While traditional sport has ground to a halt during the coronavirus pandemic, people have been turning to competitive gaming in droves.
Griffith’s Griffith Esports program has undergone rapid expansion over the past few months, and now has more than 100 members.
The club was launched several years ago, with players originally participating in League of Legends competitions at a national and regional level. The program has now grown to include popular titles including Rocket League, Overwatch and Dota 2 and FIFA.
Griffith Esport Club President, Bachelor of Information Technology student Tom Chappell, said Esports was increasingly popular across Australian universities.
“It’s going from strength to strength and we’re passionate about creating a grassroots pathway to help develop players who dream of competing at a professional level,” he said.
“It’s fantastic that players are able to pursue something they are passionate about and it’s great to compete under the Griffith banner.
“We have a dedicated fan base at Griffith, and there is a lot of support for the players.”
Bachelor of Psychology student Brice Annonier coaches League of Legends at Griffith. There are eight teams who live stream selected matches on a dedicated Twitch Channel each week.
“League of Legends is the most played game online, and there are a dozen professional teams in Australia,” he said.
“We’re starting to see big investment in ESports, with companies like Nike and Red Bull sponsoring teams.”
Brice said ESports attracted a diverse group of players from across Griffith.
“We have people from all different disciplines at Griffith, from games design to law and business,” he said.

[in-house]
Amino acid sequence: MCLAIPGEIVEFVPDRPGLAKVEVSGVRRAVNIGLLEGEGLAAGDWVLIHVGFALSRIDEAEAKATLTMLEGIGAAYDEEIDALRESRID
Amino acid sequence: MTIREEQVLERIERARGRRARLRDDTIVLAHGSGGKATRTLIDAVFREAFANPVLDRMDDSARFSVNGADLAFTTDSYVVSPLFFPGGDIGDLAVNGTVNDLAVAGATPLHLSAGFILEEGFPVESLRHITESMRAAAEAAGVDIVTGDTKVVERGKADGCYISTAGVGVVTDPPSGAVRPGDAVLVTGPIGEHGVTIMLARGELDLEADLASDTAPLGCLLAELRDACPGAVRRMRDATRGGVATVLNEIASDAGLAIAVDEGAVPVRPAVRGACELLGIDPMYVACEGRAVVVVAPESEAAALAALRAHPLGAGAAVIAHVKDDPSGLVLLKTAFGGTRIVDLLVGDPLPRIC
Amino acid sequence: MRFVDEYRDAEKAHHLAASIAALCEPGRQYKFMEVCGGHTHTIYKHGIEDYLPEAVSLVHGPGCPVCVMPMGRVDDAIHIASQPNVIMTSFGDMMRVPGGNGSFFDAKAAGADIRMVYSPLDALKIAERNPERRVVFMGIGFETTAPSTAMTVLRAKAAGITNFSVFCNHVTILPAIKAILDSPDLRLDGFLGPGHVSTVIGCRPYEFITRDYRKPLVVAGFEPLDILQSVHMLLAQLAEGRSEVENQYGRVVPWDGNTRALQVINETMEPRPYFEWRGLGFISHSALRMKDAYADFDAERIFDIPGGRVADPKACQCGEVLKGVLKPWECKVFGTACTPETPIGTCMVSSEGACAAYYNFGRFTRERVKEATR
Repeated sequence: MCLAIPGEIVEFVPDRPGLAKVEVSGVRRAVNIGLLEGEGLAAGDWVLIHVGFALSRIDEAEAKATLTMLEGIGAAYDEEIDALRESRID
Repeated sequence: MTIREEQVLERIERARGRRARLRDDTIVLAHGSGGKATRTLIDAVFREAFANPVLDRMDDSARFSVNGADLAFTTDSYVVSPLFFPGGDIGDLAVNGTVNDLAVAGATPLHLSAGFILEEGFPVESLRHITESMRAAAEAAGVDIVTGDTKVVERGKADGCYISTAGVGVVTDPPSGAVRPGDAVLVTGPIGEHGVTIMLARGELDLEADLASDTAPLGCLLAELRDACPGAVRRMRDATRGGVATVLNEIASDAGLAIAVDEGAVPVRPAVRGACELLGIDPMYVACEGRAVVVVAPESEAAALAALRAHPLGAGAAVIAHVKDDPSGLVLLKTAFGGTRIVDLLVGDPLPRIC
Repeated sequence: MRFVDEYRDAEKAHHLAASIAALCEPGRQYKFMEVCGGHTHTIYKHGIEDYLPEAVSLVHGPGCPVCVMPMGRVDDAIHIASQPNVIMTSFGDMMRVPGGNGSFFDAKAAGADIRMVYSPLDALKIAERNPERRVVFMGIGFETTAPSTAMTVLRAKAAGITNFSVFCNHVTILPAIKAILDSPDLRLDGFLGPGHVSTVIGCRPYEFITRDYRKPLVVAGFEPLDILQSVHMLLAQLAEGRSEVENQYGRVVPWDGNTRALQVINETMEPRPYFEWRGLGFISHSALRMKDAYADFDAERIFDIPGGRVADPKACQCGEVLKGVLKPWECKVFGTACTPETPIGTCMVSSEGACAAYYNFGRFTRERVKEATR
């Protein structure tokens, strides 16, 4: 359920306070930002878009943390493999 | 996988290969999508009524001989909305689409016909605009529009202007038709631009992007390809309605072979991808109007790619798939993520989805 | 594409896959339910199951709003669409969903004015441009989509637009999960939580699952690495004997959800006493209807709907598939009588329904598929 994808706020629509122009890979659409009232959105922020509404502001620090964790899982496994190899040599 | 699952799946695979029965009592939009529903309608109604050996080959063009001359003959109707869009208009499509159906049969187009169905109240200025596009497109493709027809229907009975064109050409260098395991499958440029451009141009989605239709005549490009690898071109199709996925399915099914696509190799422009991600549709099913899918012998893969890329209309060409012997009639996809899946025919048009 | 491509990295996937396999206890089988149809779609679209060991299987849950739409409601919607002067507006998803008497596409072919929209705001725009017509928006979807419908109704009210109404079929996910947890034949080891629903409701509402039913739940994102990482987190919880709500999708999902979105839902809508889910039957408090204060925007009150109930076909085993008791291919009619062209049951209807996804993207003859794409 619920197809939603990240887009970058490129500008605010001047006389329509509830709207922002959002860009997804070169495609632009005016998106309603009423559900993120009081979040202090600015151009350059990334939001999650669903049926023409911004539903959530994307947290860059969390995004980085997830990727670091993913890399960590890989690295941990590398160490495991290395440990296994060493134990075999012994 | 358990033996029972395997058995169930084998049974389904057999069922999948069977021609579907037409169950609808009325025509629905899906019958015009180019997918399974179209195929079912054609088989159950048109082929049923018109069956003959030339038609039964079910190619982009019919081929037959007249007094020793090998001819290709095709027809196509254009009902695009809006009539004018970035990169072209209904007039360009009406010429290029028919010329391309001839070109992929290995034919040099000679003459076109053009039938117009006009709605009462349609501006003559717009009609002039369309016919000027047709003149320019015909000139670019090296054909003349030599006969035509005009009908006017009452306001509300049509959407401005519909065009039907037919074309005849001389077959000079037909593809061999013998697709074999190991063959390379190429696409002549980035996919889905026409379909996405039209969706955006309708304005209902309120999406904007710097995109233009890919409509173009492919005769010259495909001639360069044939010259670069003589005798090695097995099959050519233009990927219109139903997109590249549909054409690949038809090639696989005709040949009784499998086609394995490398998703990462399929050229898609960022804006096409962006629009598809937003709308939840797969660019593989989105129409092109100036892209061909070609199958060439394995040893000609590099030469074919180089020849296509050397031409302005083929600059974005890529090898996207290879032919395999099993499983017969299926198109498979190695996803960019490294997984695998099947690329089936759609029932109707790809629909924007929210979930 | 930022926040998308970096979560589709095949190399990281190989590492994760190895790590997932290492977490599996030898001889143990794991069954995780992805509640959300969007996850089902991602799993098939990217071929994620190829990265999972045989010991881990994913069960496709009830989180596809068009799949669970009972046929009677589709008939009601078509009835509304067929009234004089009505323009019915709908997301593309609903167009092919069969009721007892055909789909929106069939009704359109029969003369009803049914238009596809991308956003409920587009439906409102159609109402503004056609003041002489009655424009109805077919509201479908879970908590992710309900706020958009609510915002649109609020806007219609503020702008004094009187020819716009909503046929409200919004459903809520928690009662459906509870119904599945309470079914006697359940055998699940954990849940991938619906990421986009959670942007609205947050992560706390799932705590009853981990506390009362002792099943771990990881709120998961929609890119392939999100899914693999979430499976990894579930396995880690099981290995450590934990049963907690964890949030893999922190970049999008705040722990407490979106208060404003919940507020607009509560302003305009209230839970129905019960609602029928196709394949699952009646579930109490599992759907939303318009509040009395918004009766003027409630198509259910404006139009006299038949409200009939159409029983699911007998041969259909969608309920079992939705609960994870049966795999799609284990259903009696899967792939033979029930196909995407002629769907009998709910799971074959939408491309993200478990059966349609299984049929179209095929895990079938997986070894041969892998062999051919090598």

“It gives people who don’t necessarily enjoy traditional sport a chance to train hard and be part of a team.”
Brice’s teams train at least three times a week, and he said the players developed a wide range of skills, from hand-eye coordination to strategy, collaboration and communication.
Griffith Business School sports management lecturer Dr Jason Doyle said Esports had become a billion dollar global industry.
“Even before the coronavirus lockdowns, Esports was a big business,” he said.
“To put it in perspective, more people tuned in to watch the League of Legends championships the than the NBA Finals series.
“Current restrictions have forced traditional sporting codes to embrace Esports – we’ve seen the V8 Supercars and AFL run e-series. A lot of organisations are taking this as an opportunity to test the waters.
“Professional sports clubs are also trying to tap into new markets and build their engagement with younger fans.”
Dr Doyle said there had been a push to include Esports in events like the Commonwealth Games and summer Olympics.
“We have seen ESports mirror the structure of traditional sport – there are coaches, managers, endorsement deals, a strong fan base.
“The Commonwealth Games Federation recently signed a partnership deal with the global Esports federation, so I think there is a much greater level of acceptance.”